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Anthony Quinn ~ welcome to Jaffareadstoo
Where did you get the inspiration for The Blood Dimmed Tide?
It might seem bizarre material for a crime novel, the doomed search of a Nobel Laureate poet for evidence of the supernatural, but I've been a fan of WB Yeats and his poetry for years, so much so that I was able to recite several of his longer poems in order to woo my wife Clare on the evening we first met. The beaches where he composed some of his most famous works are places that I visit frequently. Over the years, I've often wondered what went through his mind as he trod the shoreline at Lissadell and Rosses Point. So I didn't have to travel too far mentally to arrive at the idea of a supernatural mystery thriller with Yeats at its heart, and the silver strands of Sligo as its stage.
Those beaches weren't so much the inspiration as the steady stimulant that helped produce The Blood Dimmed Tide. I'm talking about rugged, empty beaches that are as much a means of escape from the everyday routine as writing itself, or travelling to more far-flung destinations. I wanted to write a book that was steeped in their light and sound. One that would make the reader keep turning the page.
What can you tell us about the book that will pique the reader's interest?
The thing about Yeats is that what you learn from his personal life in his biographies is very different from what you understand about him from reading his poetry. Yeats navigated much darker territories that his literary work only hints at. As a poet, he comes across as a very intellectual and reserved man but the truth was something quite different. He had a nose for trouble and surrounded himself with volatile characters, emotionally, politically and spiritually. He dabbled in all sorts of esoteric practices and rituals, such as 'false-hanging' and rebirth ceremonies. He was a leading member of the Golden Dawn, a society of mystics devoted to the practice of magic, and once had to evict the satanic Aleister Crowley with force from a meeting. Even his relationship with his wife Georgie was full of secrets. He was prepared to go to any length in his adventures as a supernatural sleuth. In one pivotal beach scene in the book I have him threatening to knock the narrator unconscious in order to access his dreams. Yeats was very good company in the fourteen months it took to research and write The Blood Dimmed Tide. I hope that he will prove equally irresistible to readers.
When do you find the time to write, and do you have a special place to do your writing?
I’ve always written around my day job and my hectic family life - we have four young children. I find that the busier you are the more you get done. Writer’s block is a luxury a harried father can’t afford. So I rise at 6am and work for a few hours, and resume last thing at night for a couple more. There are sacrifices, usually in the form of entertainment and a social life. However, spending several hours alone with a blank page every single day changes you, for the better, I think. You become more reflective and meditative. In terms of stimulants I rely heavily on tea, and frequent nibbles of chocolate. I also find that having a patch of the colour blue within my peripheral vision also helps with writing. I read somewhere that the colour stimulates creativity, and it really does seem to work.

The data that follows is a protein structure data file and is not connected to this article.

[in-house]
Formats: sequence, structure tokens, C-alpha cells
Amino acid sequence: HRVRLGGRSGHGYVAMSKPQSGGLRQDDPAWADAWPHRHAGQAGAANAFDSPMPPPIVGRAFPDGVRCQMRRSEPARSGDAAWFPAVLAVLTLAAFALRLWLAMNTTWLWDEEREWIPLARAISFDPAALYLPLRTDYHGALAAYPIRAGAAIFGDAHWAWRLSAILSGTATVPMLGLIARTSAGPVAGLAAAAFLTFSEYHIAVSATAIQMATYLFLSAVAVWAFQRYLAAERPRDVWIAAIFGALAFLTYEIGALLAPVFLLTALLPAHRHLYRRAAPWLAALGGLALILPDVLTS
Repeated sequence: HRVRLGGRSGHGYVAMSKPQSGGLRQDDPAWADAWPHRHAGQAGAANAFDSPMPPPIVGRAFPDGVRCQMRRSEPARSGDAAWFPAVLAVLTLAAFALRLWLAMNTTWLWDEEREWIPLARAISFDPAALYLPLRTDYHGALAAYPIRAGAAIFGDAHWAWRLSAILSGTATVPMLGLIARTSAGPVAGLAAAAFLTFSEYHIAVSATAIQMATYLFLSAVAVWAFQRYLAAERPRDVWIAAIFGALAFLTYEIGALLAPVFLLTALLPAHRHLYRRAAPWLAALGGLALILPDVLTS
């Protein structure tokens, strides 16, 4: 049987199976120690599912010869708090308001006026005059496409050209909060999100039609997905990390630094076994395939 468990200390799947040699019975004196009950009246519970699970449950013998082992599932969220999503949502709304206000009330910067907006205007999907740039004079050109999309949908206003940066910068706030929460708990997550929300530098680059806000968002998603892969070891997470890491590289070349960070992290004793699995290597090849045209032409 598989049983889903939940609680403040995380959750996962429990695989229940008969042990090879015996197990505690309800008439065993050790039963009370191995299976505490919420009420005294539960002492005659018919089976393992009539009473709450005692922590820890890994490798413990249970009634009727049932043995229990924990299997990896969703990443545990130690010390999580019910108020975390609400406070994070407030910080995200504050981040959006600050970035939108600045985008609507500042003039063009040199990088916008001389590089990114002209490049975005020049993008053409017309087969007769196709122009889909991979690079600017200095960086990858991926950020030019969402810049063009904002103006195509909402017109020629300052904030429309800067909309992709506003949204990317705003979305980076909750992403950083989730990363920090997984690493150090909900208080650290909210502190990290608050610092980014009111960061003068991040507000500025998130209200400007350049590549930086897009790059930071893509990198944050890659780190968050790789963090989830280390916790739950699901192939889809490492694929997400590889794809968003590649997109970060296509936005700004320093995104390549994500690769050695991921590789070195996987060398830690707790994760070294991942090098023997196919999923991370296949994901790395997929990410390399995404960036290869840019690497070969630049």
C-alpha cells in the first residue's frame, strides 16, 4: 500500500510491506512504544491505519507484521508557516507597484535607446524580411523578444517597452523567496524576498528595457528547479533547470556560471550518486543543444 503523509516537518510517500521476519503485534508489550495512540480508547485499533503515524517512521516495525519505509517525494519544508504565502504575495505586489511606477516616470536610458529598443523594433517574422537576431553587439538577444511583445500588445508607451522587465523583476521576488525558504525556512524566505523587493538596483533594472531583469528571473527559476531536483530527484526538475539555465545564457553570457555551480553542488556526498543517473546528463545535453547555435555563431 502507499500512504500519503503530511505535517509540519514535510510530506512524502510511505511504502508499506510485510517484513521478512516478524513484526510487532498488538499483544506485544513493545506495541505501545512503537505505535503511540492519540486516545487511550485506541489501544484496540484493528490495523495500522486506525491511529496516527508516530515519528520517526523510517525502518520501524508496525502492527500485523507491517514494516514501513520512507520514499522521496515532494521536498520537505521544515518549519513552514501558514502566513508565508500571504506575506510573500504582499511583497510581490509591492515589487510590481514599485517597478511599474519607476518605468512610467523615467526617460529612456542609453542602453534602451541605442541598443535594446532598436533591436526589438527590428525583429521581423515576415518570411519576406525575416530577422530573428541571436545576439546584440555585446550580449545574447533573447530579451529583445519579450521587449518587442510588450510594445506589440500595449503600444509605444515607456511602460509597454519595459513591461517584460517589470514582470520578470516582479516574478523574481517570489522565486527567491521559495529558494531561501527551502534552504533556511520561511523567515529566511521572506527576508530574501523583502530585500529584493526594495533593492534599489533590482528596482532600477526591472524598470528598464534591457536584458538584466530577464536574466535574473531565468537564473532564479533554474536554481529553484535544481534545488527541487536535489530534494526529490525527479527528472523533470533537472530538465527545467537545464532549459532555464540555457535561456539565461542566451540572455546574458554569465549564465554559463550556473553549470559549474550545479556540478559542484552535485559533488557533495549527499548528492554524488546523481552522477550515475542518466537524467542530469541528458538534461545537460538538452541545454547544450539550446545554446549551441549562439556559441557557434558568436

Unfortunately, I'm finding that my valuable writing time is being siphoned away promoting my books, four of which are being published in a twelve month period. Disappeared’, my debut, was published in August, shortly before ‘The Blood-Dimmed Tide’. ‘Border Angels’ is out in January, while ‘Blind Arrows’ is scheduled for next summer. At the minute, I’m putting the finishing touches to the third Celcius Daly novel. However, in spite of appearances, I'm not Ireland’s answer to George Simenon. The five books have been written over six years or so. Whenever I finished one book I moved swiftly to the next; each one was an all-consuming obsession, filling my waking thoughts and quite a few of my dreams. In the end, however, they were the very opposite of children. Once they were created, I disowned them completely and moved on without looking back. It’s the only way to work as a writer otherwise you would never create that elusive perfect novel.
Can you tell us what's coming next ?
I've already written the second in my Irish War of Independence trilogy - Blind Arrows, which is due to be published next summer. It is set in Ireland at the same time as The Blood Dimmed Tide, but this time has the Irish rebel Michael Collins as its principal character. It is more of a spy thriller with a dose of financial and political intrigue. I'm due to start working on my next mystery novel involving Yeats, which will be set around Thoor Ballylee in Galway, the tower in which he spent summers with his young family
There's still a chance to win a copy of The Blood Dimmed Tide in this giveaway.
My thanks to Antony for sharing his time with us and for giving such a fascinating insight into writers and writing. More about Anthony can be found on his website.
My thanks also to Clare Quinlivan at Oldcastle Books for her all help with this interview.
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